Archives: March 2023

Excerpts from Reason's vaults


15 years ago
March 2008

"Today, workplace drug testing is a billion-dollar industry. It has also spawned a thriving anti-testing industry and entirely new crimes. In Indiana, simply owning a Whizzinator—a comically complex but allegedly effective device that consists of a fake latex penis, a harness, synthetic urine, and heating pads—can lead to a 180-day jail term and a $1,000 fine. (This law hasn't stopped people from buying the $150 unit. The company that produces the Whizzinator says it has sold more than 300,000 of them since 1999.) In 2004, a South Carolina man got six months in a state prison simply for selling his clean urine over the Internet."
Greg Beato
"The Golden Age"

20 years ago
March 2003

"Indeed, a wholesale crackdown on illegal immigration could, by consuming scarce resources, hinder rather than help the effort to keep potential terrorists out of this country. 'By some estimates,' says [immigration analyst Daniel] Griswold, 'we spend $3 billion a year trying to keep Mexican workers out of the United States. I'd much rather spend that money trying to keep out Middle Eastern terrorists.'

Given the realities of the global economy and the U.S. labor market, the flow of migrants into this country will be a fact for the foreseeable future. Making legal entry easier for people who want to better their lot in life is a much more feasible solution than making entry 'a fiercely guarded privilege,' as [Michelle] Malkin suggests in Invasion. It is also, of course, far more feasible than the fantasy of deporting the 9 million to 11 million illegal immigrants who are already here."
Cathy Young
"Guilty by Association"

30 years ago
March 1993

"The first lesson that every private-school choice advocate needs to learn is that government monies rarely come without strings attached. What's interesting is that most already understand this to some degree—they know that public schools have become top-heavy with the politicized burdens of bureaucracy, social work, curriculum standards, and complicated teacher-certification requirements. Yet proponents often fail to see how a voucher program, which at least indirectly subsidizes private education, could eventually turn private schools into semi-public entities. Experiences from both the United States and abroad suggest that a private-school choice plan would not necessarily resemble the free market panacea envisioned by many of its supporters."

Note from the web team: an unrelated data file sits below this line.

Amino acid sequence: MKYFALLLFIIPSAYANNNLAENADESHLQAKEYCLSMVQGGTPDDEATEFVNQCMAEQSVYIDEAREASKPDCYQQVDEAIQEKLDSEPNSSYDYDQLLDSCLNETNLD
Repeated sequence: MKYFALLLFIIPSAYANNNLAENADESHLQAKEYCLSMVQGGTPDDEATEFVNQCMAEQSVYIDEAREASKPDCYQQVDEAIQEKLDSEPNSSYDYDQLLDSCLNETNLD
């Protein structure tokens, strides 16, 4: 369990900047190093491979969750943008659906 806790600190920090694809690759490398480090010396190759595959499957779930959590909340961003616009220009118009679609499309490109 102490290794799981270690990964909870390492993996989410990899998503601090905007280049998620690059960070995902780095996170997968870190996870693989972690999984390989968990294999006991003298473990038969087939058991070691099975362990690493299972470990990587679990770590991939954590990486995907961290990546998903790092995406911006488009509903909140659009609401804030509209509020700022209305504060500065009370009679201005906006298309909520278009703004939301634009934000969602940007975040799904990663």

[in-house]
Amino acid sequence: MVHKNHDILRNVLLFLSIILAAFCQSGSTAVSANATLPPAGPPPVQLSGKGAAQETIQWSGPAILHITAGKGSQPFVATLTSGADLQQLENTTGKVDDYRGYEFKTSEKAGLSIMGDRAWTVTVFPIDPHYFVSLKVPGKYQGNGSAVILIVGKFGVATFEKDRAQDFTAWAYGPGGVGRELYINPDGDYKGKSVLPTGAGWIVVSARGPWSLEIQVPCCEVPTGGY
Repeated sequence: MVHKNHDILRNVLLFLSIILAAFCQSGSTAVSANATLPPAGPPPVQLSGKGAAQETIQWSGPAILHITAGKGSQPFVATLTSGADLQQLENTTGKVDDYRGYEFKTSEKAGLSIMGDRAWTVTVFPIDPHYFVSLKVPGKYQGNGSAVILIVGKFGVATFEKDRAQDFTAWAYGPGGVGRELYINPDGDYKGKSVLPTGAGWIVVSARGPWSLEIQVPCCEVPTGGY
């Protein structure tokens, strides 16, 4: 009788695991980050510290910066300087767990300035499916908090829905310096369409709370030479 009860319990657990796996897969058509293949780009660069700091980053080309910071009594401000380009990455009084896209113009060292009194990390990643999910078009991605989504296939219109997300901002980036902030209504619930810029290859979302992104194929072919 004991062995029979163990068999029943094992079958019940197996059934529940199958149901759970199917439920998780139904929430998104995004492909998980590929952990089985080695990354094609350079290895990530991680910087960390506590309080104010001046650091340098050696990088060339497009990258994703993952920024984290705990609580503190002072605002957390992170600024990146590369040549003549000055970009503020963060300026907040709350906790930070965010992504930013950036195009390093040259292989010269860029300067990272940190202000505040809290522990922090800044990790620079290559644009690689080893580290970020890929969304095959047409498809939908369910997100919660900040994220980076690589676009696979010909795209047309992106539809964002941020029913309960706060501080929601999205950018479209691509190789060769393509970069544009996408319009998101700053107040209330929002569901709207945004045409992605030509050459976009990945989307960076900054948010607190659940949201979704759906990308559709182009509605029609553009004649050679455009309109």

John Miller
"Good Choice, Bad Choice"

35 years ago
March 1988

"By putting campaigns on the federal dole, the laws also ensure high salaries for consultants, staff members, and assorted hangers-on. It's ironic that the same good-government types who decry enormous campaign expenditures support the very hand-outs that make them possible.

And [Federal Election Commission] money acts as a loan guarantee for Chrysler-like campaigns. As Gary Hart has made abundantly clear, deficit spending is a way of life for politicians—and not only with the federal budget. Candidates borrow against expected matching funds, which they can receive to pay creditors even after they've dropped out of the race. And to make sure no candidates take full responsibility for their debts, the law actually prohibits them from spending more than $50,000 of their own money to pay their bills. Now that's a law we can expect never to be repealed."
Virginia Postrel
"Take the Money and Run"

40 years ago
March 1983

"For eight years, people in Alaska have been allowed to smoke marijuana and it is difficult if not impossible to find any data to support the most dire predictions. One is less aware of the presence of marijuana in Anchorage than in most major cities in other states. Complete strangers have offered to sell me marijuana in Houston, Honolulu, and Seattle—but never on the streets of Anchorage or Fairbanks. Despite personal legalization, public display is negligible.

There has been no increase in automobile deaths or aircraft accidents since Ravin; in fact, those rates are stable or declining. There have been no unexplained epidemics of infectious diseases, birth defects, or infant deaths. Alaska's crime rate—ferociously high since the arrival of the first immigrants—is growing at a much slower pace than it did prior to the decision and currently reflects the national norms more closely than at any time since such statistics were first gathered."
Michael Dunham
"When the Smoke Clears"